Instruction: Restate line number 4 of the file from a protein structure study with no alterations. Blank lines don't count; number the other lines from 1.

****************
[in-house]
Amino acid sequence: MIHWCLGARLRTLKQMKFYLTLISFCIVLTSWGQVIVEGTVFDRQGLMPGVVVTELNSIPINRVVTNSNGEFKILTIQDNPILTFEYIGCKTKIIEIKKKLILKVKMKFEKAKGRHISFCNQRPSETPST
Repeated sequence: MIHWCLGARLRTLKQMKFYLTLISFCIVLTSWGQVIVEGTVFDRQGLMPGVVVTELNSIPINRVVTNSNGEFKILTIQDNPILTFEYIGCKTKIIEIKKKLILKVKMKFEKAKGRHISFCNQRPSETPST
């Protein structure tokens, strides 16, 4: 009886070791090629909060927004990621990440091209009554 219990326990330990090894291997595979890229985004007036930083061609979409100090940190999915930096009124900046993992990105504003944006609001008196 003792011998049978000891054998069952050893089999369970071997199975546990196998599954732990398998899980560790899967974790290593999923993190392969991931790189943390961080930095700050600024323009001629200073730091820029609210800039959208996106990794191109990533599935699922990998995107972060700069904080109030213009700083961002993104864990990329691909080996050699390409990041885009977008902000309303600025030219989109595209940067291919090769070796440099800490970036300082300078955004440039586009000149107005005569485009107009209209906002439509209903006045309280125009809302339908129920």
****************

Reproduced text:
């Protein structure tokens, strides 16, 4: 009886070791090629909060927004990621990440091209009554 219990326990330990090894291997595979890229985004007036930083061609979409100090940190999915930096009124900046993992990105504003944006609001008196 003792011998049978000891054998069952050893089999369970071997199975546990196998599954732990398998899980560790899967974790290593999923993190392969991931790189943390961080930095700050600024323009001629200073730091820029609210800039959208996106990794191109990533599935699922990998995107972060700069904080109030213009700083961002993104864990990329691909080996050699390409990041885009977008902000309303600025030219989109595209940067291919090769070796440099800490970036300082300078955004440039586009000149107005005569485009107009209209906002439509209903006045309280125009809302339908129920």